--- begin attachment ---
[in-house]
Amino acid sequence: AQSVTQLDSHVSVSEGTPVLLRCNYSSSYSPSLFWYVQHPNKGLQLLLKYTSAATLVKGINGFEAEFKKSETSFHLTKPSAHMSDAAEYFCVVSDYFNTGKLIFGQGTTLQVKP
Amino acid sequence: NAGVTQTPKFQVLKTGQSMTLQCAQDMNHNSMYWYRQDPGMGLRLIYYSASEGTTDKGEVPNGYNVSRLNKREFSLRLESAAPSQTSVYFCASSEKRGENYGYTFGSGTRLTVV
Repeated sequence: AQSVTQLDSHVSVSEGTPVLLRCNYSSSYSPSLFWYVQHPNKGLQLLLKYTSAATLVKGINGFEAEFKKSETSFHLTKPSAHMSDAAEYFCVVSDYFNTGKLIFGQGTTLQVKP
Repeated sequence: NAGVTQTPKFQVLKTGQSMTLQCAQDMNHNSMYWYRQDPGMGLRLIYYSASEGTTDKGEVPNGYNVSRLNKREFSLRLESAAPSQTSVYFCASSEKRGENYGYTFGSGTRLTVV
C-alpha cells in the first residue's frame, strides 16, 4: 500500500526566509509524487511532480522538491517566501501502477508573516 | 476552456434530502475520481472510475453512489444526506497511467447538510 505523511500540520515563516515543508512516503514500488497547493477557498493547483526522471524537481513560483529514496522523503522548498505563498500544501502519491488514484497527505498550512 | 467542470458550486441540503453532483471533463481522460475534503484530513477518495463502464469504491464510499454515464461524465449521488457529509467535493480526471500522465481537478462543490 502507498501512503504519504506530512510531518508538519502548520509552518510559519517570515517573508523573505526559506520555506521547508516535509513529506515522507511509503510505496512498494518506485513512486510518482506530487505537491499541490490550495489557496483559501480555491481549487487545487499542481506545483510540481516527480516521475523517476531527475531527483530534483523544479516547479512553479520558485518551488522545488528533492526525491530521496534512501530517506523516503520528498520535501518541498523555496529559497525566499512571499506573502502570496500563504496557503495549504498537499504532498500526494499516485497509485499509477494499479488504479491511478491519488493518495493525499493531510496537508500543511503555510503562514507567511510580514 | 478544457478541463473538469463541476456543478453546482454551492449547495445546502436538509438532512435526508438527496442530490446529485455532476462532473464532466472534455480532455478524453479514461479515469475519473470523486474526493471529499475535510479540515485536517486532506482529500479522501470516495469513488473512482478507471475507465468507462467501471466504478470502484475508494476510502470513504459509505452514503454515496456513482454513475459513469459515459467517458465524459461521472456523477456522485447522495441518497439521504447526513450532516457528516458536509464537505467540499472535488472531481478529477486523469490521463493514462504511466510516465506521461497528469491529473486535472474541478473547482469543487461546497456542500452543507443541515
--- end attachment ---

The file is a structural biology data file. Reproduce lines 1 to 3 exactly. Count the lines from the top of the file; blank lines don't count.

[in-house]
Amino acid sequence: AQSVTQLDSHVSVSEGTPVLLRCNYSSSYSPSLFWYVQHPNKGLQLLLKYTSAATLVKGINGFEAEFKKSETSFHLTKPSAHMSDAAEYFCVVSDYFNTGKLIFGQGTTLQVKP
Amino acid sequence: NAGVTQTPKFQVLKTGQSMTLQCAQDMNHNSMYWYRQDPGMGLRLIYYSASEGTTDKGEVPNGYNVSRLNKREFSLRLESAAPSQTSVYFCASSEKRGENYGYTFGSGTRLTVV